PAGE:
Frankfurt Stages a Splendid Revival of Korngold’s Moving Die Tote Stadt

GermanyGermany Korngold: Die Tote Stadt: Frankfurt Opera Orchestra and Chorus, Björn Huestege (conductor), Opernhaus, Frankfurt, 6.11.2015. (JMI)

Frankfurt Opera’s Die Tote Stadt (c) Barbara Aumüller

Korngold, Die Tote Stadt


Direction: Anselm Weber
Sets:  Katja Hass
Costumes: Bettina Walter
Lighting: Frank Keller
Choreography: Alan Barnes
Videos: Bibi Abel


Paul: David Pomeroy
Marietta/Marie: Sara Jakubiak
Frank/Fritz: Björn Bürger
Birgitta: Maria Pantiukhova
Juliette: Anna Ryberg
Lucienne: Jenny Carlstedt
Victorin/Gaston: Michael Porter
Count Albert: Hans-Jürgen Lazar

Should the Frankfurt Opera not have already won the title “Opera of the Year,” this production of Die Tote Stadt would have clinched it. It was a performance with no big names in the cast and neither a well-known conductor nor  a famous director. But in spite of this, the Frankfurt Opera has achieved a great night of opera, which can only be done by an exceptional company.

This Anselm Weber staging premiered here six years ago. The German director has done several productions in Frankfurt, but he is virtually unknown outside the country. It’s a very appealing production and perfectly comparable to one by Willy Decker that I’ve had the opportunity to see several times. The set consists of an ample space enclosed by walls, with a giant cube on the left where all the mementos of Marie are stored. In the second act the cube is raised and the stage is left empty to facilitate the evolution of Marietta’s troupe. The costumes are original and attractive, and the lighting works well. To this should be added remarkable choreography and video projections. It’s a shame that the set is not closed at the top, which would have helped with the voice projection  ̶  very important in this opera with its rich orchestration.

Mr. Weber’s direction is outstanding, offering compelling scenes of the protagonist’s nightmares and dreams, and maintaining the tension in the audience. I always believed that the Willy Decker production would be definitive, and I can’t say that the Weber is better, but it does not fall below.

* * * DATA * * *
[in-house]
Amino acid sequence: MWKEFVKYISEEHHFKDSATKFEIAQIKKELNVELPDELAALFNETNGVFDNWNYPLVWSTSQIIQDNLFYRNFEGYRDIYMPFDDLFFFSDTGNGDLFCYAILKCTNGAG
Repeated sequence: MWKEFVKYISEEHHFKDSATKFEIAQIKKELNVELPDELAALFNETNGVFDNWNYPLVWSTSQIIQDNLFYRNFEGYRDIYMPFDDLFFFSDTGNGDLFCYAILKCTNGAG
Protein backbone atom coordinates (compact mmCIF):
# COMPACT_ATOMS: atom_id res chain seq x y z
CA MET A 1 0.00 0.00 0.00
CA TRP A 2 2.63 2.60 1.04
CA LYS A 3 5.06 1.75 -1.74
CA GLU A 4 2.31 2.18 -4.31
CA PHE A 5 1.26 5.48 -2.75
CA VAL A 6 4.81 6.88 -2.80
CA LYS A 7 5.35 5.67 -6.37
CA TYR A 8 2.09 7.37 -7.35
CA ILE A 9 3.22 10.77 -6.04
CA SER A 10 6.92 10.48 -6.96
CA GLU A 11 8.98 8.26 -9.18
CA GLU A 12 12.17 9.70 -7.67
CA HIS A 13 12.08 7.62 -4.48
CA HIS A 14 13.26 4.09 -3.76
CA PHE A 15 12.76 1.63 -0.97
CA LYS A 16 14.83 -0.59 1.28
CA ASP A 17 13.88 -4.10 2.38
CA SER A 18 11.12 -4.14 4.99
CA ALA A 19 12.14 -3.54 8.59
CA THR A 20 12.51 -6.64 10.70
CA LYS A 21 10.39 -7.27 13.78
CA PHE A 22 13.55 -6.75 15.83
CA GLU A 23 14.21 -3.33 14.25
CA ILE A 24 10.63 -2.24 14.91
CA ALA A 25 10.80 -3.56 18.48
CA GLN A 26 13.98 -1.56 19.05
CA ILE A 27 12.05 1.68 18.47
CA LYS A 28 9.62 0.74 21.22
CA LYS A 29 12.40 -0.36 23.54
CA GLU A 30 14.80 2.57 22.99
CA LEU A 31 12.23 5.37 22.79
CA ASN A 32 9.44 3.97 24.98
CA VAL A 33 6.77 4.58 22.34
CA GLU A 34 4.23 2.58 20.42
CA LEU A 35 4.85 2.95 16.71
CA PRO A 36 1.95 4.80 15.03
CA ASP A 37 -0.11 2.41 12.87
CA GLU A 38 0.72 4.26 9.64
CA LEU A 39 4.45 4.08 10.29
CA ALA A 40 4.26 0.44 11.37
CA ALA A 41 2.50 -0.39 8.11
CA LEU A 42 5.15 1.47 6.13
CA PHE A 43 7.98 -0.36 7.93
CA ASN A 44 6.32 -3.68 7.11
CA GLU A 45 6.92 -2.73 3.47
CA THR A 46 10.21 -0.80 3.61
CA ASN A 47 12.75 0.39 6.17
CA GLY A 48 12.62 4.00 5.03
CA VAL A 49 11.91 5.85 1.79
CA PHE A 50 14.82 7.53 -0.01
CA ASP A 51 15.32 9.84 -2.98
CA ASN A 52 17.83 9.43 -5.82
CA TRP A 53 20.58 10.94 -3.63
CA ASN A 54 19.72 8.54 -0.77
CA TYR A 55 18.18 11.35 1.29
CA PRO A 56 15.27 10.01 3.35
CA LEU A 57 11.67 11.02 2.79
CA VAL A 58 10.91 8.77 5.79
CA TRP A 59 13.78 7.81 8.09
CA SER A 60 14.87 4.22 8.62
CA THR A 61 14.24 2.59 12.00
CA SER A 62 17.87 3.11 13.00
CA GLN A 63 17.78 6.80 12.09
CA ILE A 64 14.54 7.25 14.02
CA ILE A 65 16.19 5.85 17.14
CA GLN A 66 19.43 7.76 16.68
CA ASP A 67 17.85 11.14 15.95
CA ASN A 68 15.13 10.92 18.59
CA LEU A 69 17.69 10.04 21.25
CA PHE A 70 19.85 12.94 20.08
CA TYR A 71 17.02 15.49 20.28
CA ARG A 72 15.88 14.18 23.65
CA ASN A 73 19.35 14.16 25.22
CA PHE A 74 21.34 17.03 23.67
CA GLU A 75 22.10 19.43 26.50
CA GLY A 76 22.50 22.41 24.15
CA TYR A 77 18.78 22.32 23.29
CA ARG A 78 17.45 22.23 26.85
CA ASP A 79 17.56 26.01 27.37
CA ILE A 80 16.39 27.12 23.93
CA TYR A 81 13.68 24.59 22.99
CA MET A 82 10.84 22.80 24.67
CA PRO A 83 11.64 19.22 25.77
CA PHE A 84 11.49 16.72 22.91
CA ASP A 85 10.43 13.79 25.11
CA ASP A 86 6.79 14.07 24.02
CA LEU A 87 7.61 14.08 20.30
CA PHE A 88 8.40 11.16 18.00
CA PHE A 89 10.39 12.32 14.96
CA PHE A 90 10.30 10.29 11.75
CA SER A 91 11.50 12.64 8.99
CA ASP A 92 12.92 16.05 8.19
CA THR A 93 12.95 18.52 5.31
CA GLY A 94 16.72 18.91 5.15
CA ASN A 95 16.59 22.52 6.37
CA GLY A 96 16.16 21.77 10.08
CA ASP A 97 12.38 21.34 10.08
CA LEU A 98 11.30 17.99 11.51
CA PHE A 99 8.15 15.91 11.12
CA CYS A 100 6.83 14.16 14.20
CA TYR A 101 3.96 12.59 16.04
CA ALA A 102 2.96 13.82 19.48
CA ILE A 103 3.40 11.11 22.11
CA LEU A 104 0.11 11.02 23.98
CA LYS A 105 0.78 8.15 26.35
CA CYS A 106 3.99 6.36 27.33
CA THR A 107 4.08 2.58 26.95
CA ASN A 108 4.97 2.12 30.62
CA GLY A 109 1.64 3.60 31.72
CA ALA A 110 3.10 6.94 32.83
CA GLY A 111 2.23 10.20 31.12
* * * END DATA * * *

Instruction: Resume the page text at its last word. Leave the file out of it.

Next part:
The musical direction had been in the hands of Sebastian Weigle, but on this evening he ceded his place on the podium to Björn Huestege, a conductor unknown to me whose reading was a pleasant surprise. Mr. Huestege did a splendid job, drawing an outstanding performance from the orchestra. The only fault I found is that he sometimes abused the orchestral volume, but that is almost inevitable in this opera.

The protagonist, Paul, must contend with a score that presents huge difficulties. The part is very demanding on the high notes and requires a genuine heldentenor. Canadian tenor David Pomeroy gave a superior performance, overcoming all the problems in the score. He lacks some vocal power and a more sonorous bottom register, but he has much to offer.

Something similar can be said of American soprano Sara Jakubiak, whose performance as Marieta and Marie was terrific. She has an attractive voice with enough power in the middle, but she falls a little short on the low notes. I should highlight her interpretation of the famous ‘Marietta’s Song’.

The two leading roles were excellent, but the great discovery of the evening was Norwegian baritone Björn Bürger as the characters Frank and Fritz. This role is a real gift for a lyric baritone, who gets to sing the exquisite song of Pierrot. Bürger has a beautiful voice, ample and well-handled, and he sings with gusto and expressiveness. He would be an exceptional baritone in Mozart operas. There’s no doubt that we will be hearing more from him.

Mezzo-soprano Maria Pantiukhova was well-suited to the role of Birgitta, with a voice that is attractive in the middle but somewhat weak below..

The secondary characters were a real treat. Juliette and Lucienne were nicely played by Anna Ryberg and Jenny Carlstedt. Michael Porter (Victorin and Gaston) and Hans-Jürgen Lazar (Count Albert) did equally well.

Jose M. Irurzun

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